Farmer’s Market or Big Organic? 5 things to consider when choosing where to buy your produce

Many of us know that supporting our local farmers market is a good thing – but many of us health-conscious people worry about whether the local produce is organic or not. This fear often leads us straight to the grocery store to purchase something from a “big organic” company. But is that really better?

In an ideal world, we would all be able to source local organic. That’s my first choice, hands down. But if that’s not always available, here are 5 other things to consider when choosing where to buy your produce.

1) How many miles has it traveled

On average, food sold at the grocery store travels from 1500 miles away, creating enormous amounts of air polluting fossil fuels. It also takes days or even weeks to reach you, which results in significant nutritional loss. Kale and spinach loose, on average, 15 to 55 % of its vitamin C, sometimes as much as 90 percent. On the other hand, food sold at your local farmers market has likely been picked within 24 hours which will maintain both its flavor and be much more nutritious.

2) What’s really been sprayed on the food

The Environmental Protection Agency (EPA) reports that over 1 billion tons of pesticides are used in the US every year of which 80% is for agricultural use.  Large conventional and large organic farms both spray their fields with pesticides – the difference is that large organic farms will spray with organic pesticides (different from the synthetic type used by large conventional) which are derived from natural sources. Unfortunately, these can still be harmful to our health.

When plants are NOT sprayed with pesticides they have to create their own defenses. Those “defenses” are essentially a mixture of plant chemicals that give plants their flavors and aromas as well as anti-oxidant compounds. When we eat these plants, we end up ingesting these compounds that allow us to fight of disease, bacteria and viruses – making local organic truly organic produce that can have up to 50-60 more immune system boosting anti-oxidants than non-organically grown foods.

But what if your local farmer doesn’t have an “organic” label? I suggest asking them about their farming practices. More often that not, small scale local farmers have great farming practices – they just can’t afford that expensive “organic” stamp. In order to bring us the best and most delicious varieties of fruits, vegetable and herbs, small-scale farmers need to enrich the soil without the use of pesticides and synthetic fertilizers.  Some methods of planting vegetables (crop rotation and mixed planting) and fruits which enriches the soil with nutrients and microorganisms that feed the plants and fight off pests and diseases.  Read more on this topic on my blog “Pesticide Free” by clicking here.

When in doubt, ask the farmer. Or even better, take a trip out to the farm and educate yourself and your family on where your food really comes from (more on this in #4 and #5).

3) What’s in season

When you buy what’s in season, you’re buying food that’s in abundance at that particular time of year.  It costs farmers less to distribute this food, which makes it cheaper to sell at the farmers market – a good thing for your wallet.  The most challenging aspect of staying on the local train is the fact that you’ll unfortunately NOT be able to have strawberries, certain vegetables and other summer fruits all year round. For example, when you buy out of season starwberries, not only are your strawberries double the price, they’re either picked before they’re ripe or are sprayed with a preservative chemical that have harmful effects. If you want strawberries or other out-of-season produce that badly, buy them when they’re in season and freeze them which preserves their nutrients, and you can use them up in your smoothies or make jams for that delicious cheese spread over Christmas.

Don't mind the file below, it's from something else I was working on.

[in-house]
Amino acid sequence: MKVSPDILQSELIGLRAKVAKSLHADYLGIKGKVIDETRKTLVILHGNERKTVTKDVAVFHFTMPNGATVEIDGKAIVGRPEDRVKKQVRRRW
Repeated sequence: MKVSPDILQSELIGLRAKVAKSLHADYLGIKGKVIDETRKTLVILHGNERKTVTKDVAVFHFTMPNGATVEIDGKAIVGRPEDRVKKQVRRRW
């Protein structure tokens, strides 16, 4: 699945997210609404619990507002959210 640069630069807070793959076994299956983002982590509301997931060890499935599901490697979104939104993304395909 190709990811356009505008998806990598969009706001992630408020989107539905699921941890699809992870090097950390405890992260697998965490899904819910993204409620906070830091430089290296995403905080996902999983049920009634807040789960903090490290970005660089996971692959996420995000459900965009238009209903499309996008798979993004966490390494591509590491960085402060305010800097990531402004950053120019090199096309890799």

4) The benefit to your local community

In Eat Here, Reclaiming Homegrown Pleasures in a Global Supermarket, author Brian Halweil states that, in comparison to imported produce, “a dollar spent locally generates twice as much income for the local economy.”  Which translates into money spent to improve schools, making streets safer and maintaining parks in your community. You’re also contributing to the livelihood of the sustainably minded local farmer, an invaluable member of any community. If local farmers continue to be supported they’ll be able to hold on to their biodiverse acres of farmland, which means more green spaces and better oxygen for all of us to enjoy.

5). The connection you have to your food

The Ottawa Citizen recently wrote a profile on one of my favorite chefs and food activists – Alice Waters (her restaurant Chez Panisse is a must-try if you are ever in the Bay area). In this article, Ms. Waters discusses what she believes is the most pressing food issue we are facing today: not knowing where our food comes from.

“Accepting what fast-food conglomerates are feeding us and adopting their values is problematic …our nourishment; that idea that somehow it doesn’t matter where it comes from is scary”, she says – and I couldn’t agree more.

Instead, Ms. Waters suggests developing a strong connection to our food. The best way to do this is to go to your local market, get curious, ask questions, and most of all, shake the hand that feeds you.

Grocery shopping – something that really should be so simple has sadly turned very complicated. I encourage you to consider the 5 things above and thoughtfully make the right decision for you and your family. Your health, wellbeing, and greater community depend on it.

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